I often come across a sentiment among developers that tests are restrictive (“I’ve fixed the code, why do I have to fix the test too”), or that you “haven’t got the time to write tests”. That’s a misunderstanding – done right, tests are liberating and save time. Liberating, because the fact that your tests specify how the code is intended to behave means that you don’t need to worry as much about breaking existing functionality. That enables you to have multiple teams co-owning the same code, which improves your agility. Maybe even more importantly, having a robust harness of tests around some code enables you to refactor it and thereby keep the code readable even in the face of evolution of the feature set it must support.

So that should hopefully explain why I think the point that Trygve made about tests not being able to get quality into a product is valid but not really important. The quality comes from the clarity of the system architecture, system design and code implementation, not from the tests. But automated tests enable you to keep quality in a product as it evolves by preventing regression errors and making it possible for you to keep the all-important clarity and readability up to date even as the code evolves.

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The Power of Standardisation

A couple of recent events made me see the value of company-internal standardisation in a way that I hadn’t before. Obviously, reusing standardised solutions for software development is a good thing, as it is easier to understand them. But I’ve always rated continuous evolution of your technologies and choosing the best tool for the problem at hand higher. I’m beginning to think that was wrong, and that company-internal standards are or can be a very important consideration when choosing solutions.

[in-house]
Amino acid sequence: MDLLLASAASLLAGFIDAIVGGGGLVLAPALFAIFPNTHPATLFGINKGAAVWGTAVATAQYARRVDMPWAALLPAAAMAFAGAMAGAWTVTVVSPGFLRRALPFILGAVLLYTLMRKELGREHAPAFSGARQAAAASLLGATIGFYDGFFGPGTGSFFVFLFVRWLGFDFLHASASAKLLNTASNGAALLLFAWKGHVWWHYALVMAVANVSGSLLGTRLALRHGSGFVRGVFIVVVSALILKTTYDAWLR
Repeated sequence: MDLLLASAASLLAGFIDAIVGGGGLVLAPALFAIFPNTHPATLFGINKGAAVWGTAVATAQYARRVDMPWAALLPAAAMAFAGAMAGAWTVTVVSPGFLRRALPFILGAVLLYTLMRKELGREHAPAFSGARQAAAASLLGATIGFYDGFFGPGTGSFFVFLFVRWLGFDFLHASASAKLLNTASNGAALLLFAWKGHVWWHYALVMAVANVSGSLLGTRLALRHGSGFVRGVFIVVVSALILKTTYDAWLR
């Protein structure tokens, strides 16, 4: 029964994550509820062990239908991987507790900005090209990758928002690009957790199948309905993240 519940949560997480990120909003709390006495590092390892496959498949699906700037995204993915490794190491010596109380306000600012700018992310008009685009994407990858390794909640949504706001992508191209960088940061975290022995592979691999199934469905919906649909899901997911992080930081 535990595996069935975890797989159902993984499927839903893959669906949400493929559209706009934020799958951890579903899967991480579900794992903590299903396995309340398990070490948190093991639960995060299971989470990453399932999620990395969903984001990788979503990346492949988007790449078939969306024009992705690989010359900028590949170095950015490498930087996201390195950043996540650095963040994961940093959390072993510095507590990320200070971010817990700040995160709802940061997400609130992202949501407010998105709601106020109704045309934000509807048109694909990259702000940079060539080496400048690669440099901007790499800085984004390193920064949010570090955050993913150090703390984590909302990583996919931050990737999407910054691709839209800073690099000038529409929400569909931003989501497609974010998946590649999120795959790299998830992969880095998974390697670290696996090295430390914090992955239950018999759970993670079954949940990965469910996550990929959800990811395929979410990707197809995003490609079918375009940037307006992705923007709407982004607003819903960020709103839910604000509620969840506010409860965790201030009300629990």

Let’s get to the examples. First, we’ve had a set of automated functional regression tests that we can run against our sites for quite some time. But since the guy who developed those tests left, it has turned out that we can’t run them any more. The reason is that they were developed using Perl, a programming language that most of the team members are not very comfortable with, and that the way you would run them involved making some manual modifications to certain configuration files, then selecting the right ‘main’ file to execute. We’ve recently started replacing those tests with new ones written in Java and controlled by TestNG. This means it was trivial for us to run the tests through Maven. Some slight cleverness (quite possibly a topic for another blog post) allows us to run the tests for different combinations of sites (our team runs 8 different sites with similar but not identical functionality) and browsers using commands like this:

mvn test -Pall-sites -Pfirefox -Pchrome -Pstage

This meant it was trivial to get Hudson to run these tests for us against the staging environment and that both developers and QA can run the tests at any time.

The second example is also related to automated testing – we’ve started creating a new framework for managing our performance tests. We’ve come to the conclusion that our team in the EU has different needs to the team in the US that maintains our current framework, and in the interest of perfect agility, we should be able to improve our productivity by owning the tools we work with. We just deployed the first couple of versions of that tool, and our QA Lead immediately told me that he felt that even though the tool is still far inferior to the one it will eventually replace, he was really happy to have a plain Java service to deploy as opposed to the current Perl/CGI-based framework. Since Java services are our bread and butter at Shopzilla (I’ve lost count, but our systems probably include about 30-50 services, most of which are written in Java and use almost RESTful HTTP+XML APIs), we have great tools that support automated deployment and monitoring of these services.

The final example was a program for batch processing of files that we need for a new feature. Our initial solution was a plain Java executable that monitored a set of directories for files to process. However, it quickly became obvious that we didn’t know how to deal with that from a configuration management/system operations perspective. So even though the development and QA was done, and the program worked, we decided to refit it as one of our standard Java services, with a feature to upload files via POST requests instead of monitoring directories.

In all of these cases, there are a few things that come to mind:

  • We’ve invested a lot in creating tools and processes around managing Java services that are deployed as WARs into Tomcat. Doing that is dead easy for us.
  • We get a lot of common features for free when reusing this deployment form: standard solutions for setting server-specific configuration parameters, logging, load balancing, debugging, build numbers, etc.